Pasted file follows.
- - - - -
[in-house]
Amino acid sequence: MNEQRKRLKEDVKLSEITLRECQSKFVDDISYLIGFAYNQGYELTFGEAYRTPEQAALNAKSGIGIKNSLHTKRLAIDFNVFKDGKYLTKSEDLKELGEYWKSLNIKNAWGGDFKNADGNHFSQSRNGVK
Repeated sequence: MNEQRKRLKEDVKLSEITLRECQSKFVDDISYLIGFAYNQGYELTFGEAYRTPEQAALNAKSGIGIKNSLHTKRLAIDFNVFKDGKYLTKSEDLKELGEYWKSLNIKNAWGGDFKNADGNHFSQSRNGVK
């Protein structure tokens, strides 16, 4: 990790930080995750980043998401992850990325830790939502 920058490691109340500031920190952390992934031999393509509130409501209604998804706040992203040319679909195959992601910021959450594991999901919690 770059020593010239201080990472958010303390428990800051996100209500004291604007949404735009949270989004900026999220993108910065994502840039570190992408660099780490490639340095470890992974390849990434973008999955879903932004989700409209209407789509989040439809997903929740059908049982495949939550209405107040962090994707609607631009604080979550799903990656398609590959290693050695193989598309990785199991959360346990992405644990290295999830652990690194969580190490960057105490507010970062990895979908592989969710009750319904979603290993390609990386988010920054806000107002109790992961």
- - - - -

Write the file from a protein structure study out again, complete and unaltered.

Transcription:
[in-house]
Amino acid sequence: MNEQRKRLKEDVKLSEITLRECQSKFVDDISYLIGFAYNQGYELTFGEAYRTPEQAALNAKSGIGIKNSLHTKRLAIDFNVFKDGKYLTKSEDLKELGEYWKSLNIKNAWGGDFKNADGNHFSQSRNGVK
Repeated sequence: MNEQRKRLKEDVKLSEITLRECQSKFVDDISYLIGFAYNQGYELTFGEAYRTPEQAALNAKSGIGIKNSLHTKRLAIDFNVFKDGKYLTKSEDLKELGEYWKSLNIKNAWGGDFKNADGNHFSQSRNGVK
């Protein structure tokens, strides 16, 4: 990790930080995750980043998401992850990325830790939502 920058490691109340500031920190952390992934031999393509509130409501209604998804706040992203040319679909195959992601910021959450594991999901919690 770059020593010239201080990472958010303390428990800051996100209500004291604007949404735009949270989004900026999220993108910065994502840039570190992408660099780490490639340095470890992974390849990434973008999955879903932004989700409209209407789509989040439809997903929740059908049982495949939550209405107040962090994707609607631009604080979550799903990656398609590959290693050695193989598309990785199991959360346990992405644990290295999830652990690194969580190490960057105490507010970062990895979908592989969710009750319904979603290993390609990386988010920054806000107002109790992961």